Trucker Tools had the good fortune recently to interview Frank and Stephanie Rebelo, also known as The Trucking Couple. In our conversation with The Trucking Couple, we learned how and why the husband and wife team became team drivers for FedEx’s Custom Critical division and what it’s like to live and work together on a truck. In our conversation with Frank and Stephanie, Frank offered advice to truckers who are considering team driving, which we share with you below in this blog. But first, some basics on team driving and what makes it different from other kinds of trucking.

What Is Team Driving?

Team driving is exactly what it sounds like: instead of having one trucker in the truck, you have two who take turns driving. Team driving is an attractive option because it keeps the truck moving. Instead of stopping the truck to rest and to meet HOS requirements, the truckers trade places and the wheels keep rolling. Income for team drivers is usually higher than it is for solo driving because the truck is moving more. Many (but not all) team drivers are couples and/or married.

Learn To Work and Live as a Team

One of the more challenging aspects of team driving is sharing a small space with another person. While you’re behind the wheel, your co-driver will be in the sleeper behind you trying to sleep or just kick back and rest. It can be hard to give one another space, but as Frank points out, it’s essential to have time off from your co-driver.

“As far as driving, it takes time getting use to a team,” says Frank. “One person is usually resting while the other person is driving. Even though you’re five or six feet apart from each other while one person is sleeping, you’re not always awake and in each other’s face throughout the whole day. That’s something that you have to get used to.”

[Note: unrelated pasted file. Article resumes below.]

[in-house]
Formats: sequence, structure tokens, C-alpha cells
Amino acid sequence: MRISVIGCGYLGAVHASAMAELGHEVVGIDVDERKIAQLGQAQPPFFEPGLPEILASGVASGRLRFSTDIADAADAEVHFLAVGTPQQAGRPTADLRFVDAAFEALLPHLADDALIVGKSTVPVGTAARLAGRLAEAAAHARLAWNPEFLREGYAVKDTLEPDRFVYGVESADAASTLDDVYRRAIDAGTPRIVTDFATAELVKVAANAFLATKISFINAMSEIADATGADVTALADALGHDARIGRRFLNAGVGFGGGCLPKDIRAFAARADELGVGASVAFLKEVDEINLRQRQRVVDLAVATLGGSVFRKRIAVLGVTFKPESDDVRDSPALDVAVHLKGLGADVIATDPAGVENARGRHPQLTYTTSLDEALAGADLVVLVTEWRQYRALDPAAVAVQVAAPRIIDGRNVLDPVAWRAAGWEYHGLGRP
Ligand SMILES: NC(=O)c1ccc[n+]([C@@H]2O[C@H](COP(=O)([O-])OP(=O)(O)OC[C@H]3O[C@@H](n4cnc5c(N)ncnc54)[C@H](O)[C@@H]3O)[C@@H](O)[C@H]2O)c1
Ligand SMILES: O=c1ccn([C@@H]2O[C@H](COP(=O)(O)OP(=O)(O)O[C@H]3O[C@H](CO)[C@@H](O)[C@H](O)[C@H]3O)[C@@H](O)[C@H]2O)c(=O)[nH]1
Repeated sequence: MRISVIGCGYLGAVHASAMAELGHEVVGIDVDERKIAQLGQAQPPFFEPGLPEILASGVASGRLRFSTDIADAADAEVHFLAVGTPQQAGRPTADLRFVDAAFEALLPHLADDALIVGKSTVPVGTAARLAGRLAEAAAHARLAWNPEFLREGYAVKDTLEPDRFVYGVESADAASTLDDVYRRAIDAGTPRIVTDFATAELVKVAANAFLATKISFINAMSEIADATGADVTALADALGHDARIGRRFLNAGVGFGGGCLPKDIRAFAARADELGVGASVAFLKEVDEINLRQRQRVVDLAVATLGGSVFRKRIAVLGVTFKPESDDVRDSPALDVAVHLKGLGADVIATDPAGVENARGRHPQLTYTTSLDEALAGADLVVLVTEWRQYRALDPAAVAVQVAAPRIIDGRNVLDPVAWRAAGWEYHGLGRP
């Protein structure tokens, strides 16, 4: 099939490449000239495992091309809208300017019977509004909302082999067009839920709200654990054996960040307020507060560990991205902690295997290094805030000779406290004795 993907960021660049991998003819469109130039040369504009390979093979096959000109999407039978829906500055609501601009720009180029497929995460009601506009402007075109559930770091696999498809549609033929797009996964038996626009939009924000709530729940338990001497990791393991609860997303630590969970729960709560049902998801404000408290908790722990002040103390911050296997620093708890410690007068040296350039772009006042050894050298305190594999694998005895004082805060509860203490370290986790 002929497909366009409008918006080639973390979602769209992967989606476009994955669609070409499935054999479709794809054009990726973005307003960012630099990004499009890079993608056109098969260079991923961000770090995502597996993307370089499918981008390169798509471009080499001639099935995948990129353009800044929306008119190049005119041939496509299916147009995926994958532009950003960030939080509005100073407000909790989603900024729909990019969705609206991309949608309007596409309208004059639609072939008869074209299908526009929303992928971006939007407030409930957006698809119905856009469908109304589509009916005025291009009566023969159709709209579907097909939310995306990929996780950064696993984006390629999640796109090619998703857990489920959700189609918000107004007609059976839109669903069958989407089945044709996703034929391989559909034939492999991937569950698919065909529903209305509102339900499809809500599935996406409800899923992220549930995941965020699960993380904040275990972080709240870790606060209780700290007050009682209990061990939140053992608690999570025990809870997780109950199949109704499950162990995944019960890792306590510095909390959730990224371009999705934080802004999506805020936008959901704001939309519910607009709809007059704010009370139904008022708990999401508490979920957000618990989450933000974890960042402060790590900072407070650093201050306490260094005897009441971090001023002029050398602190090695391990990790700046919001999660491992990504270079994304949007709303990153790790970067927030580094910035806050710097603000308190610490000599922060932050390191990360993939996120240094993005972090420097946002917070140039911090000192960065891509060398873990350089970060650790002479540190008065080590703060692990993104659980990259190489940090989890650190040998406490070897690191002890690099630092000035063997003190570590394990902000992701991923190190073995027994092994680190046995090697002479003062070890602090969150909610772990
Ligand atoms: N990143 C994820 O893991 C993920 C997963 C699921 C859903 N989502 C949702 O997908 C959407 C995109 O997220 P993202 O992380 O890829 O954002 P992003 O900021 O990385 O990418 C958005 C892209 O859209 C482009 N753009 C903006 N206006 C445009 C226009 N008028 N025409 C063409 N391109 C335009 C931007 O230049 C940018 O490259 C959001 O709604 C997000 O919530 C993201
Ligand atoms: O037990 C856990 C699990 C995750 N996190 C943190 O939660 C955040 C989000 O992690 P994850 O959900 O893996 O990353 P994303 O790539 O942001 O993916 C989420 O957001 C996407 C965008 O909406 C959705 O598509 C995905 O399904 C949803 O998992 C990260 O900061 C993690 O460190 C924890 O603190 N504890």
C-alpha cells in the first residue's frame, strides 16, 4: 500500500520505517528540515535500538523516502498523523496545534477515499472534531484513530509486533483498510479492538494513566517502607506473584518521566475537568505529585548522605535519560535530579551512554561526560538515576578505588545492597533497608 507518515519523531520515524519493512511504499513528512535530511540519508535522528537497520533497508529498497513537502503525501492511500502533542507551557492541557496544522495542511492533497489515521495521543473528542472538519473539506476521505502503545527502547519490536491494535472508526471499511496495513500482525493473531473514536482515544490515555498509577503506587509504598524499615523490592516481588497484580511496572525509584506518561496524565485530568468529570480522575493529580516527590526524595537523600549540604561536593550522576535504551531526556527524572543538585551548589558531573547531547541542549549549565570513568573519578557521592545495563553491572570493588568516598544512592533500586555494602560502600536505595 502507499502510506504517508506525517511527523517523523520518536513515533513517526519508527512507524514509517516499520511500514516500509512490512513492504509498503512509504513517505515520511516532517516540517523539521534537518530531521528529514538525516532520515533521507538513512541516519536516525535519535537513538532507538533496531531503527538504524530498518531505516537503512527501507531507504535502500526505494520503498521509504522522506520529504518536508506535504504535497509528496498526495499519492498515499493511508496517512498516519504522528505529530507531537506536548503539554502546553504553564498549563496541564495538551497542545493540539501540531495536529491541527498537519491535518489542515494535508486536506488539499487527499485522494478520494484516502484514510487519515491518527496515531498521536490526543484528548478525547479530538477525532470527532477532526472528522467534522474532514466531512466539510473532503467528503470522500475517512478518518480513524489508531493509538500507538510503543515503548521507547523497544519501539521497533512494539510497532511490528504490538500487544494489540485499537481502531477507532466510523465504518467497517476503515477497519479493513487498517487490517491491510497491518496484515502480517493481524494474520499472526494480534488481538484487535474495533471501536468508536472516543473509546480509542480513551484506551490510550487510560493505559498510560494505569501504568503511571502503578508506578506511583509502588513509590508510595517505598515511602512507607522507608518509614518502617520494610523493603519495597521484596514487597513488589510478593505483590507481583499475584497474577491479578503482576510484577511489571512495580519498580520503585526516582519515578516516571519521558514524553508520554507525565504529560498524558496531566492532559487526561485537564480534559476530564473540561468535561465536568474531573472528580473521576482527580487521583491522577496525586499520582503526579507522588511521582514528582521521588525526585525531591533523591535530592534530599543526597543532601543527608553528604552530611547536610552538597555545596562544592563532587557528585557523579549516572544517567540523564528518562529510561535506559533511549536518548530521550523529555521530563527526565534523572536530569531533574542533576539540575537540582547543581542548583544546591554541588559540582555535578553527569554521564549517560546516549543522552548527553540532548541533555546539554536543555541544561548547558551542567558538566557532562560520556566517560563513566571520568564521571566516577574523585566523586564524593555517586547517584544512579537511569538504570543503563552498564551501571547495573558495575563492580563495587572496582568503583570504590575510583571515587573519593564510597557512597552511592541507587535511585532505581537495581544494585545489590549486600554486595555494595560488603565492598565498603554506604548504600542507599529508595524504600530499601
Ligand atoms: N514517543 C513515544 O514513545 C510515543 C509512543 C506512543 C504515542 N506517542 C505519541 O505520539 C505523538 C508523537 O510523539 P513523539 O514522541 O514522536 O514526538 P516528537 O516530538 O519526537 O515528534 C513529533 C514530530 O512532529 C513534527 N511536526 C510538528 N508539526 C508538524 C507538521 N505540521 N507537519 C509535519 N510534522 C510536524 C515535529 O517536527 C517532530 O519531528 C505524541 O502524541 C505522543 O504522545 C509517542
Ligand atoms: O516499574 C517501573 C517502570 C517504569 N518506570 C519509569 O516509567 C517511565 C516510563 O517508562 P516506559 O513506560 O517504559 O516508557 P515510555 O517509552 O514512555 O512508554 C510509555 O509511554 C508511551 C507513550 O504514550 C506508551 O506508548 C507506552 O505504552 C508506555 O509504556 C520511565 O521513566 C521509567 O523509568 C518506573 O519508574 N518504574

“One person is usually resting while the other person is driving. Even though you’re five or six feet apart from each other while one person is sleeping, you’re not always awake and in each other’s face throughout the whole day. That’s something that you have to get used to.”

Divide Responsibilities and Set a Schedule

One of the most important things you must do as a team driver is to establish who is responsible for what. This includes developing a schedule for who drives when. Many team drivers split the day in half, where one driver takes the wheel during the daytime hours and the other drives at night.

“Stephanie and I are on a pretty hard schedule where I’m up from 8:00 AM until 8:00 PM — those are my driving hours — and she drives from 8:00 PM to 8:00 AM,” said Frank. “She tries to stay on our schedule so that her sleep schedule doesn’t get messed up. Sometimes we’re down for a weekend, like we are right now, and we get to spend time in San Francisco and do things like that. But it kind of throws her off schedule a little bit, so that’s something you’ve got to be cognizant of.”

Understand It’s a Lifestyle Change

One of the most difficult aspects of being a trucker is being away from home and missing friends, loved ones and events. Team drivers usually are out on the road for longer stretches of time than solo drivers, often between two and six weeks at a time, and may run 6,000 miles/week or more. According to Frank, this goes with the territory of being a team driver, but it may take some getting used to.

“It’s a lifestyle change. You’re away from things you know all the time. For instance, my wife is social and has her friends and everything. But we miss a lot of events back home — you know, birthdays, christenings, weddings and things like that. And you just have to kind of understand that you are going to miss a lot of those things or you can prioritize what’s most important to you in terms of things you don’t want to miss.”

For more on team driving and The Trucking Couple, read The Trucking Couple on Team Driving and How the Trucker Tools Driver App Simplifies Their Life on the Road. Download Trucker Tools’ free, newly redesigned driver app: https://www.truckertools.com/web/carriers/.